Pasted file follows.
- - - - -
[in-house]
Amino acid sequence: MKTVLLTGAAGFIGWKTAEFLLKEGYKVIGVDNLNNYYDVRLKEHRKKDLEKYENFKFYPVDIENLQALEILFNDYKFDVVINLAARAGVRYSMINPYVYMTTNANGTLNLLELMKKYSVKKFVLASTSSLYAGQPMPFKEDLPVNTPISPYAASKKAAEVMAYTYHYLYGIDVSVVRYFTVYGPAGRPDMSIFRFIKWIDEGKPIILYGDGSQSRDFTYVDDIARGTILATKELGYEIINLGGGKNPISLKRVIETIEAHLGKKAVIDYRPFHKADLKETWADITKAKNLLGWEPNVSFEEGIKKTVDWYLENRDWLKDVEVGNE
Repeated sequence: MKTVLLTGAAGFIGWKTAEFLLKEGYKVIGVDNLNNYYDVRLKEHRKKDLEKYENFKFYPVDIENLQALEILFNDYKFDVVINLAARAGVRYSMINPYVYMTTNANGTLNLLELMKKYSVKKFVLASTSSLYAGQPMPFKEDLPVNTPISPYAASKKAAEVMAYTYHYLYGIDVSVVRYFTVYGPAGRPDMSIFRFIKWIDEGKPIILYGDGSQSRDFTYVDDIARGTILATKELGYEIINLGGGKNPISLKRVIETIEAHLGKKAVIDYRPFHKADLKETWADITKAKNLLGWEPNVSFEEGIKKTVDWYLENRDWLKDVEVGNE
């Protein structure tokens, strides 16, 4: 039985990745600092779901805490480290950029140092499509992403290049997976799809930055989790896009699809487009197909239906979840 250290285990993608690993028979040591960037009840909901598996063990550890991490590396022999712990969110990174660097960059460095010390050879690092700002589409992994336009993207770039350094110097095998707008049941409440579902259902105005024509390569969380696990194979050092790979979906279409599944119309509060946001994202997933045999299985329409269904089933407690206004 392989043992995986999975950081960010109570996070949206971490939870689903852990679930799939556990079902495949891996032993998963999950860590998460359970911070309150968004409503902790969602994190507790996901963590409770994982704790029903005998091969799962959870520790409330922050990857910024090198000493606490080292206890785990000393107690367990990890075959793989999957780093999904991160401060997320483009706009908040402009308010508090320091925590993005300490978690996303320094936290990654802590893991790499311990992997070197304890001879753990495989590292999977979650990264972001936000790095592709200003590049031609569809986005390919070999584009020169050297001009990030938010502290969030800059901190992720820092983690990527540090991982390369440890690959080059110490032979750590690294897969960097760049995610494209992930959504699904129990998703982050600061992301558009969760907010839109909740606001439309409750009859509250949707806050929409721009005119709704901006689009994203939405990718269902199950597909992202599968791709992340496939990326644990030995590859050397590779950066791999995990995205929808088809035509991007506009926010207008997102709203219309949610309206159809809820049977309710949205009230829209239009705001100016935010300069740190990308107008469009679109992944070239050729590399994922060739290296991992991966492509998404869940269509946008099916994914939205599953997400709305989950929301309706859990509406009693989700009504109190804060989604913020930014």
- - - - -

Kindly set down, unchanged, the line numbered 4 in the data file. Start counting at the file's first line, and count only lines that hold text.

């Protein structure tokens, strides 16, 4: 039985990745600092779901805490480290950029140092499509992403290049997976799809930055989790896009699809487009197909239906979840 250290285990993608690993028979040591960037009840909901598996063990550890991490590396022999712990969110990174660097960059460095010390050879690092700002589409992994336009993207770039350094110097095998707008049941409440579902259902105005024509390569969380696990194979050092790979979906279409599944119309509060946001994202997933045999299985329409269904089933407690206004 392989043992995986999975950081960010109570996070949206971490939870689903852990679930799939556990079902495949891996032993998963999950860590998460359970911070309150968004409503902790969602994190507790996901963590409770994982704790029903005998091969799962959870520790409330922050990857910024090198000493606490080292206890785990000393107690367990990890075959793989999957780093999904991160401060997320483009706009908040402009308010508090320091925590993005300490978690996303320094936290990654802590893991790499311990992997070197304890001879753990495989590292999977979650990264972001936000790095592709200003590049031609569809986005390919070999584009020169050297001009990030938010502290969030800059901190992720820092983690990527540090991982390369440890690959080059110490032979750590690294897969960097760049995610494209992930959504699904129990998703982050600061992301558009969760907010839109909740606001439309409750009859509250949707806050929409721009005119709704901006689009994203939405990718269902199950597909992202599968791709992340496939990326644990030995590859050397590779950066791999995990995205929808088809035509991007506009926010207008997102709203219309949610309206159809809820049977309710949205009230829209239009705001100016935010300069740190990308107008469009679109992944070239050729590399994922060739290296991992991966492509998404869940269509946008099916994914939205599953997400709305989950929301309706859990509406009693989700009504109190804060989604913020930014």